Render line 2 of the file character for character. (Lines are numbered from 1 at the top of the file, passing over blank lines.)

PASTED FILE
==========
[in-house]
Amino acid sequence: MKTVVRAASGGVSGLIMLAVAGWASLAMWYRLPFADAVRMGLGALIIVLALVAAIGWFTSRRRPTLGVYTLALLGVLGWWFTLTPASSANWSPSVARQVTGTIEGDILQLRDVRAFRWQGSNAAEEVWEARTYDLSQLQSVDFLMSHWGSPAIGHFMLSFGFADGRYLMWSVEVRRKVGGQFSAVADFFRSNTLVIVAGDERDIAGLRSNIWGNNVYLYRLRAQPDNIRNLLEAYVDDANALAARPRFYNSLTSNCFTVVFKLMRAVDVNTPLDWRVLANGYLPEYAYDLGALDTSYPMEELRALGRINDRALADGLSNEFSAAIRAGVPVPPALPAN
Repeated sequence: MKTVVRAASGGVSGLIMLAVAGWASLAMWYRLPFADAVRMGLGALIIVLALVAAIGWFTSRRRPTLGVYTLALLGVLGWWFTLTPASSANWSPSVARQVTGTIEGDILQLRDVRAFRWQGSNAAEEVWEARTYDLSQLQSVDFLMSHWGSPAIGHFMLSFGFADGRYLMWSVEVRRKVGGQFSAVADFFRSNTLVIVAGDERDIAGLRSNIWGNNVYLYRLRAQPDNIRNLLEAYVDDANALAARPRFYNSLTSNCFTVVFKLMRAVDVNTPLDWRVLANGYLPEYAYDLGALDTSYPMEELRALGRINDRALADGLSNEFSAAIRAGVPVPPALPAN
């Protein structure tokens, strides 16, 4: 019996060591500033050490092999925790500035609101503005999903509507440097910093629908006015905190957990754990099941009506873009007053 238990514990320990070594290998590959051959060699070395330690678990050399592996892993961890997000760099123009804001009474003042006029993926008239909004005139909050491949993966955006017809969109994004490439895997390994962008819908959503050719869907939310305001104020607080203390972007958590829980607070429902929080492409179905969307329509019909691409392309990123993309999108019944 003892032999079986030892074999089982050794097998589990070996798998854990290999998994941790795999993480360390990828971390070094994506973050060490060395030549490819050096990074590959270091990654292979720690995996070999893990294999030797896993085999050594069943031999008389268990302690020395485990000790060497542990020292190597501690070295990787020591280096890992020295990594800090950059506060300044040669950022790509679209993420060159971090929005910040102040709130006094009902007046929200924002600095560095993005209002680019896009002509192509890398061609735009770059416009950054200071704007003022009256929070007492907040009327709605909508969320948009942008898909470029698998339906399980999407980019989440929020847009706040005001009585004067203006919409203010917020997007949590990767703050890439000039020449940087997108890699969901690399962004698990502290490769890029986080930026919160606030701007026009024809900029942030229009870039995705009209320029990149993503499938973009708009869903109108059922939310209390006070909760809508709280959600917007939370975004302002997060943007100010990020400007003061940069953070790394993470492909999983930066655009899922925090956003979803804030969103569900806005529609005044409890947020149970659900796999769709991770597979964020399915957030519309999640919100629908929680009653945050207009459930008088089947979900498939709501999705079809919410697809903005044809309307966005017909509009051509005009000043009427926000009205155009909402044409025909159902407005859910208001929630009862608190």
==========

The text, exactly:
Amino acid sequence: MKTVVRAASGGVSGLIMLAVAGWASLAMWYRLPFADAVRMGLGALIIVLALVAAIGWFTSRRRPTLGVYTLALLGVLGWWFTLTPASSANWSPSVARQVTGTIEGDILQLRDVRAFRWQGSNAAEEVWEARTYDLSQLQSVDFLMSHWGSPAIGHFMLSFGFADGRYLMWSVEVRRKVGGQFSAVADFFRSNTLVIVAGDERDIAGLRSNIWGNNVYLYRLRAQPDNIRNLLEAYVDDANALAARPRFYNSLTSNCFTVVFKLMRAVDVNTPLDWRVLANGYLPEYAYDLGALDTSYPMEELRALGRINDRALADGLSNEFSAAIRAGVPVPPALPAN